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William S. Row (1904 - 1984) Inducted in 1994

The Kerr Addison mine near Virginiatown, Ontario ranks among the top gold mines in Canada, producing at its peak more than half a million ounces of gold every year. No one deserves more credit for turning the mine into the enormously successful venture it became than William S. Row. He joined Kerr as manager of the new mine in 1937 when it was a small, 500-ton-per-day producer. He was to guide it to its half-million-ounce status in the space of a decade. This was, as a Noranda executive noted during a ceremony marking the pouring of Kerr’s 10 millionth ounce in 1982, “Bill’s creation.” At the time, the Kerr mine stood among only a handful of North American mines ever to achieve that production record.

Row was born in Curries, Ontario, in 1904 and graduated from McGill University as a mining engineer in 1927. Upon graduating, he joined the Cerro de Pascoe Copper operation in Peru. In 1930, he worked at the Frood mine in Sudbury and later joined the engineering staff at the Lake Shore mine in Kirkland Lake, Ontario, becoming assistant chief engineer and finally shaft captain before moving on to Kerr Addison in 1937.

His remarkable success at the Kerr mine was duly noted by his superiors when in 1955 he was appointed executive vice-president and director of Kerr Addison. Five years later, he was appointed a vice-president and director of Noranda, Kerr’s parent company. He became president and chairman of Kerr in 1967 and, in 1974, reached the pinnacle of his career when he was named chairman of Noranda.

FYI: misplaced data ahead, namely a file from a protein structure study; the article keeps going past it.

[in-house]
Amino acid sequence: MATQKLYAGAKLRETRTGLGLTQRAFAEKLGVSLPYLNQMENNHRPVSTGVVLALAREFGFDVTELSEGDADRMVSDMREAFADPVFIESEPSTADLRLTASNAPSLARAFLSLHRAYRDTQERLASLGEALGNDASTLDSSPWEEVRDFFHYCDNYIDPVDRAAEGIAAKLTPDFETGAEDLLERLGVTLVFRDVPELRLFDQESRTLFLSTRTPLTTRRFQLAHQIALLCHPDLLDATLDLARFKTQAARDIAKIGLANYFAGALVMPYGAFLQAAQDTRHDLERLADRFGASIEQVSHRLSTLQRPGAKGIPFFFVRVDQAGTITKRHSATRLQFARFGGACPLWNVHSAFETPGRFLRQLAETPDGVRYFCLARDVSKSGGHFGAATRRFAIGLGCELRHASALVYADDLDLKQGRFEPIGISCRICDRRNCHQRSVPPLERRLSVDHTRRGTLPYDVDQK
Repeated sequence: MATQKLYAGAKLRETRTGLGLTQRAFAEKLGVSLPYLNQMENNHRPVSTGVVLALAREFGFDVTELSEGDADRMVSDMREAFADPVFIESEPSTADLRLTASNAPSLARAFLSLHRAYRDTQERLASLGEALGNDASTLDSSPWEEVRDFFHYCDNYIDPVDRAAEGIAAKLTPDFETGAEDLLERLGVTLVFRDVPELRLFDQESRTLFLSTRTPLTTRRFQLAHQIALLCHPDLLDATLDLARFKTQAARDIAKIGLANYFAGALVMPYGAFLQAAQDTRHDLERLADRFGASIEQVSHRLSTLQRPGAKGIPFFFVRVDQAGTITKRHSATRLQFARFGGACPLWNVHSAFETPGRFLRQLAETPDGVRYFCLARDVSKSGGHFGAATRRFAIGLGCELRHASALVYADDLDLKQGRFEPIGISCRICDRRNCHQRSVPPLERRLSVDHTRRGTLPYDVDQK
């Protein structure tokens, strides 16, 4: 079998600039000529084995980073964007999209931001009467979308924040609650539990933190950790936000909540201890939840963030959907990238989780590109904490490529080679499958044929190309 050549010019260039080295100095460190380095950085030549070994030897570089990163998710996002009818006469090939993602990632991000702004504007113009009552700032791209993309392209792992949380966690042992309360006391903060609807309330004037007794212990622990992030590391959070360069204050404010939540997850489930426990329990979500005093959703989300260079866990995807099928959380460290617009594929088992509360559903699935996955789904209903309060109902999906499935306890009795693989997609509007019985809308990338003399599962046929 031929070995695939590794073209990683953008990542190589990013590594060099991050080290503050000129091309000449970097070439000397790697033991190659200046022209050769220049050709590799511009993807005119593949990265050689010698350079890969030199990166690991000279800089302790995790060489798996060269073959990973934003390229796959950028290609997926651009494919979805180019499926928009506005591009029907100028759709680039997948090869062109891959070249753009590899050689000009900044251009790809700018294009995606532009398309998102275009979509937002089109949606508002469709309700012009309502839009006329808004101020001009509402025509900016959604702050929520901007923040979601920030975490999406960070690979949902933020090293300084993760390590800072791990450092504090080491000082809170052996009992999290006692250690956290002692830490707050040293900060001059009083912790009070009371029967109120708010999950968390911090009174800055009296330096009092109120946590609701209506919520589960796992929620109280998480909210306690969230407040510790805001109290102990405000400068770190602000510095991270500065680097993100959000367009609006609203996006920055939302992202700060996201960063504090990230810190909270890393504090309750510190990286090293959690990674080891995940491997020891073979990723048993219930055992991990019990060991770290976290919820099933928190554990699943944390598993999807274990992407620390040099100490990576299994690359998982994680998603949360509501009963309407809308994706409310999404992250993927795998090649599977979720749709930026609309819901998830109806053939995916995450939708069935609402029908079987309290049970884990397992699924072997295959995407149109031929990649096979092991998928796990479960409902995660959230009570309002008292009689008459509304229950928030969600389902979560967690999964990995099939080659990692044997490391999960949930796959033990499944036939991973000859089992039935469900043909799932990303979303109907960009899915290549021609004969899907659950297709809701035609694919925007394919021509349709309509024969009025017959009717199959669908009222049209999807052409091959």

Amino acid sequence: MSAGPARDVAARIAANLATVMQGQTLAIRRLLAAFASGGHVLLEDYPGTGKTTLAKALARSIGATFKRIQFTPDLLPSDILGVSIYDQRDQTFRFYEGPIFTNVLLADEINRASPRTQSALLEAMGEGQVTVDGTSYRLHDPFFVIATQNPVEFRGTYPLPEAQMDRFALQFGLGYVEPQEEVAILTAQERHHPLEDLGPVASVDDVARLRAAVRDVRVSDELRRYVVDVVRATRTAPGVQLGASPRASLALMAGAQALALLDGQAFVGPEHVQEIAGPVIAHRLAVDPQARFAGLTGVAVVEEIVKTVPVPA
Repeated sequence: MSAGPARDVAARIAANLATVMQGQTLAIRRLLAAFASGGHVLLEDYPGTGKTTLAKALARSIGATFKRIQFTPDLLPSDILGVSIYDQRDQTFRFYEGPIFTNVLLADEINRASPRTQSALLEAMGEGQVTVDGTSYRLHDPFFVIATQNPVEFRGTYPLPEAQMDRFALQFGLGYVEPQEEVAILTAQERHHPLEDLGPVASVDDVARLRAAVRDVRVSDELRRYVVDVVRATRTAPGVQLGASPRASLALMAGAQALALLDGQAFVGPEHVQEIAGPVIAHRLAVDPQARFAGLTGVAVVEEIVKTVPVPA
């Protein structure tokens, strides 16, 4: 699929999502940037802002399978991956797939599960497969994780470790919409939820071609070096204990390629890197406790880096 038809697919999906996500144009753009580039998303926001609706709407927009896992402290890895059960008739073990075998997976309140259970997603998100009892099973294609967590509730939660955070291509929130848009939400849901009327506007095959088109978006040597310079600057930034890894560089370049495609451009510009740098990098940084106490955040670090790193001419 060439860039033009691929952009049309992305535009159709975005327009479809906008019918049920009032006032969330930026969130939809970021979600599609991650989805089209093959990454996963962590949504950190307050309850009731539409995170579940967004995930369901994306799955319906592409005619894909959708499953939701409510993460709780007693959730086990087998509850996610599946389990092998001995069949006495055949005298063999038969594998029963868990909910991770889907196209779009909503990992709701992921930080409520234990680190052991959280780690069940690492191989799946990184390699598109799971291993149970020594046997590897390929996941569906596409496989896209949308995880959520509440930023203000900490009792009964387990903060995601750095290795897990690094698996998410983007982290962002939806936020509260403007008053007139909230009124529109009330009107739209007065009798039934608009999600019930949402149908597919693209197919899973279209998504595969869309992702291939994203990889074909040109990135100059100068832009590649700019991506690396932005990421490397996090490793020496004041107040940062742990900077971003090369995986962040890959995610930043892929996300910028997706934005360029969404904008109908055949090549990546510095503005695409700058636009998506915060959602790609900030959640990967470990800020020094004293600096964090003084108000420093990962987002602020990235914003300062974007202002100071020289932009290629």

Not only did Row devote his tireless energy and formidable skills to Noranda and its stable of companies, but he also served as a director of the Mining Association of Canada (MAC) and the Ontario Mining Association (OMA). He became president of the OMA in 1950-51 and president of MAC in 1963-64.

For his outstanding achievements, he was awarded the Inco Platinum Medal from the Canadian Institute of Mining, Metallurgy and Petroleum in 1977 in recognition of his “Hard Rock Miner” qualities. On his death in 1984, he was one of the best known and most respected of what was known in affectionate terms as an “old-time miner”.